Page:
He spent ten years of his life compiling the stories of the Apaches of Paris, the gangs that raged in Paris during the Belle Epoque, before embarking on writing an eponymous book on the subject. Jérémy Tessier, whose book was released in January by City editions, immerses its reader in the history of a little-known Paris, and draws parallels between the young people of the gangs of the beginning of the 20th century and those of today.
He is therefore a privileged expert to discuss with 20 minutes of Romain Quirot’s feature film, “Apache”, released in cinemas on Wednesday and which he has already viewed twice. “I was not associated with the creation part of the project, although I was consulted on the historical facts and on where and how to find old weapons and period furniture. I am more of a partner on the relay and promotion part of the film. We have been talking for more than a year and a half/two years”. Encounter.
For you, what are the characteristic passages of Romain Quirot’s film?
Jeremy Tessier : Making the old universe of Paris 1900 modern and punchy is a real success. The music, the rhythm, the images. But we really find the dirty side. It’s really the spirit of Paris 1900 where there were really street children, who at ten years old stole to live. Everything concerning the right to a child and centers for minors really developed at this time with new laws to protect them.
I really liked the idea that we see the Apaches through the prism of a woman, of her epic to try to become Apache, to integrate this environment of men, filled with codes.
There is a part of my book on the place of women and on the women’s gangs of the time, in particular that of Casque d’Or who was a prostitute who hung out with the Apaches. She remained famous because there was a gang war she was the object of. At the time, even if the women had a rather deplorable condition, some managed to make important places for themselves in the Apache bands.
How did you come to be interested in the Apaches of Paris?
Jeremy Tessier: I was passionate about the history of Paris. Ten years ago, I came across the Belle Epoque and the Apaches of Paris. I read a few articles on the subject and it made me want to dig. I gradually discovered this universe with the names of the bands, the Wolves of the Butte, the Monte-en-l’air of the Batignolles, the Heavyweights of the Villette. It gave me material to start a blog. The book is a conclusion around these years with the information that I was able to discover, digest and format. There is a lot of information on popular Paris of the 1900s but not necessarily very accessible or which requires a lot of sorting.
The book is an affordable summary of the world of the Apaches and all that was around at that time: the press, the police, the place of women, prisons, etc.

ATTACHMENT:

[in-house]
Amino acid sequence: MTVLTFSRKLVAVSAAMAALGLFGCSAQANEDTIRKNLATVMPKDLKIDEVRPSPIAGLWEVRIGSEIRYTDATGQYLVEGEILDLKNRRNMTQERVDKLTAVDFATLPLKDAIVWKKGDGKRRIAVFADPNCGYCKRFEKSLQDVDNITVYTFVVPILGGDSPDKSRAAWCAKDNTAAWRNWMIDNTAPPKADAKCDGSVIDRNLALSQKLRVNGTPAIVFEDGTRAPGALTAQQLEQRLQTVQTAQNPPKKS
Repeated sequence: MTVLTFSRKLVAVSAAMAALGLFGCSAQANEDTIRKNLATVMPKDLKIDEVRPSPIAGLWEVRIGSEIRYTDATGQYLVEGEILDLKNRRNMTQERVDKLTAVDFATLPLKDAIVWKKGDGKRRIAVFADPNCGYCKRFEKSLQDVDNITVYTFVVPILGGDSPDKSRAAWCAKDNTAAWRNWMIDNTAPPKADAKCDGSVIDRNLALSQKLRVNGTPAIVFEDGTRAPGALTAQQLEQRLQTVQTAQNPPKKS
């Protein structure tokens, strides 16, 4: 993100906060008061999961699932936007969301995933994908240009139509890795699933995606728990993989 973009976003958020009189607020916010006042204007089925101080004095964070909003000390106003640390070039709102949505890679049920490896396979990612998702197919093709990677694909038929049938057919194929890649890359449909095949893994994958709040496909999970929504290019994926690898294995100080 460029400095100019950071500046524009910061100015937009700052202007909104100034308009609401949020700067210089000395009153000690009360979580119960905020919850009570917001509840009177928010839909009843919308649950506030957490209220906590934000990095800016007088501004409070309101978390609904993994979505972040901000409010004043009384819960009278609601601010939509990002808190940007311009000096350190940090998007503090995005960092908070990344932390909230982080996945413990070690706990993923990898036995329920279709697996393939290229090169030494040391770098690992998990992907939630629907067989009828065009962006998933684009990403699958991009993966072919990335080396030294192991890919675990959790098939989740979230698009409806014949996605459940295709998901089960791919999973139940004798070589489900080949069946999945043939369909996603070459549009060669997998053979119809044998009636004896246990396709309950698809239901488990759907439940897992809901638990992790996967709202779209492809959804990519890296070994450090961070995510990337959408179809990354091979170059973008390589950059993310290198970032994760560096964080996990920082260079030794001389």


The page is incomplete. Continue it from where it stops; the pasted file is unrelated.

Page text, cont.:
In your book, is there a particular story that stood out to you?
Jeremy Tessier: The one that particularly marked me is that of Milo. His name was Emile, he was a young Parisian. All his life, he was confronted with the problems experienced by young people from working-class neighborhoods at that time, that is to say, starting with petty theft, going to prison and developing his appetite for the world of crime, meeting more bigwigs, getting on burglaries. Gradually move towards serious crime. We follow his journey through the police reports and in the end, he ends up in prison in Cayenne.
When in fact, he is not a great criminal, he is a delinquent who did not know how to get out of it. There are not many stories where we have the full path of these young people of the time. But him, between his very early beginnings in delinquency and police reports, we follow his story in its entirety. He died at less than 25 years old. I think his story sums up well the paths of the young Apaches of the time. I found resonance there with the popular youth of today
How similar are there to the gangs of the Belle Epoque and the gangs of today?
Jeremy Tessier: They were young people who were in working-class areas of Paris, at the time Montmartre, Saint-Ouen… Who were immigrants. There was already a taste for dressing well, for parties, nicknames, slang that are found in the codes of today’s bands.
These offenders came from Spain, Belgium, Italy and so there are a lot of similarities between the two eras. Then also with the press of the time which favored the headlines, with newspapers printed in more than a million copies. I saw similarities with what you can find online, the attraction of the click.